Veteran Danish bassist Jens Jefsen could be a one-man band, but instead he accomplishes a rare feat here: a bass-centric recording that does not sound like a “bass album.” Each track includes multiple bass parts—pizzicato and arco—along with percussive bass sounds and other percussion by Jefsen. While this description may sound like an endless bass solo, the music is carefully arranged instead, with the bass often taking a lyrical lead role. And all but one of the tunes includes at least one of the nine featured musicians, providing a constantly shifting group sound.
The opener “How You Like Your Egg” is a catchy contemporary jazz tune employing a lead bass part with a bass ensemble, along with drums and percussion from Morten Lund, and a bit of accompaniment from guitarist Uffe Steen. Later Steen steps out with memorable solo, and there’s even a brief bit of vocalise. “Bashtag” features call and response from clarinetist Michael Bladt and bandoneonist Christian Gerber; Gerber also duets with vocalist Julie Huetland on “Crying Wine.” Cellist Maria Edlund provides counterpoint on “Behavior Modification,” both strings playing over an insistent ostinato from Jefsen.
“Benefit Of Waiting” shows how effective Jefsen’s “bass percussion” can be, as he turns in a convincing conga imitation during keyboardist Hans Esbjerg’s solo (along with swinging walking bass). He does it again on the aptly titled “Wood And Salsa.” “Condash” is another track with a full band sound. Bladt’s saxophone takes the lead (as well as a fine solo), with Lundt’s drums providing a true rhythm section feel—nice bit of keyboard accompaniment from the leader as well. The title tune has a haunting theme, Jefsen’s bass doubled by Oskar Hougaard Jefson’s vocalise. “Bass Meets Saw” is the only tune with no other musicians, and is exactly what the title says. In this case it’s a musical saw, not the sound of a double bass being cut in half (something I would not put past Jefsen’s occasionally puckish sense of humor).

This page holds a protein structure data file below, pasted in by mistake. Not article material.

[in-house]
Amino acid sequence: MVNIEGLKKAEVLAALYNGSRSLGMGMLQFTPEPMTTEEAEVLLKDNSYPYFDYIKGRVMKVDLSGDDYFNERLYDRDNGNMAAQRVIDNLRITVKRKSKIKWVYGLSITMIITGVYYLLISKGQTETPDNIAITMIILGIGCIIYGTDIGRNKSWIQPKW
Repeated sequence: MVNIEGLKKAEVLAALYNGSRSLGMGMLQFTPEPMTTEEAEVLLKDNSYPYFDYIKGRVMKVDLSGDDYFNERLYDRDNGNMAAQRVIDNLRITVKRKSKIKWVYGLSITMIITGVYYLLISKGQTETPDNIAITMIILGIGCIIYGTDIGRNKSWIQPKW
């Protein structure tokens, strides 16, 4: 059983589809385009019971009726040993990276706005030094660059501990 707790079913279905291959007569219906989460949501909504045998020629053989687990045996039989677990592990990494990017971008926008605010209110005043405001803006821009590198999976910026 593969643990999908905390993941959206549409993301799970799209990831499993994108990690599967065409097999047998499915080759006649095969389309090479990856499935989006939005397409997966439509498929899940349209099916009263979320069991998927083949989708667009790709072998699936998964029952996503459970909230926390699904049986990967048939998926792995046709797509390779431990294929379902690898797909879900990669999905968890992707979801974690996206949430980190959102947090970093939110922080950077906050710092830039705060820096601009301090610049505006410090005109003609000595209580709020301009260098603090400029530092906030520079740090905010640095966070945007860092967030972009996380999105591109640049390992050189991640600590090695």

A diverse and often fun album, and a splendid showcase for Jefsen’s composing, bass playing, and “other weird stuff…” (as the credits would have it). Highly recommended to double bass fans, but there’s plenty here for any contemporary jazz lover.
december 3.- 2016
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Veteran Danish double bass player and music educator Jens Jefsen performed with some of the greatest American jazz musicians – Dizzy gillespie, Dexter Gordon, Ben Webster, Johnny Griffin and Roy Eldridge, among many others, still, his own definition of jazz is much more inclusive. Jefsen ninth solo album, «A Secret Sigh», offers his unique vision to a bass-centered jazz album that does not sound too much deep-toned.
Jefsen began working on this album in his mini studio, recording 12 original compositions, himself playing alone multiple parts on the double bass, basic rhythmic patterns and leading roles. Then he invited to his studio nine musicians – among them drummer Morten Lund and trumpeter Jakob Buchanan, one at the time, and asked them to add their «fresh charm» to the basic solo bass pieces.
The diverse and intimate pieces stress Jefsen playful approach, commanding but with a sharp sense of humor, tasteful and nuanced and always rooted in strong rhythmic basis but certainly not bound to the strict, archaic role of time keeper. Jefsen concise compositions follow straight-ahead song-like structure. Few piece stand out – the duet with cellist Maria Edlund on «Behavior Modification», as she contrasts Jefsen rhythmic approach with looser, lyrical improvisation; the amused, nuevo-tango of «Crying Wine» with bandoneon player Christian Gerber and vocalist Jullie Hjetland; «Amygdala», the contemplative duet with Jakob Buchanan on flugelhorn; and the playful, game-like solo «Bass Meets Saw».
Jens Jefsen (b, keys, wine glasses, saw, shaker, v, perc), Christian Gerber (bandoneon), Hans Esbjerg (keys), Jakob Buchanan (flh), Jullie Hjetland (v), Maria Edlund (c), Michael Bladt (cl, afl, ts), Morten Lund (dr, perc), Oskar Jefsen (v), Uffe Steen (g)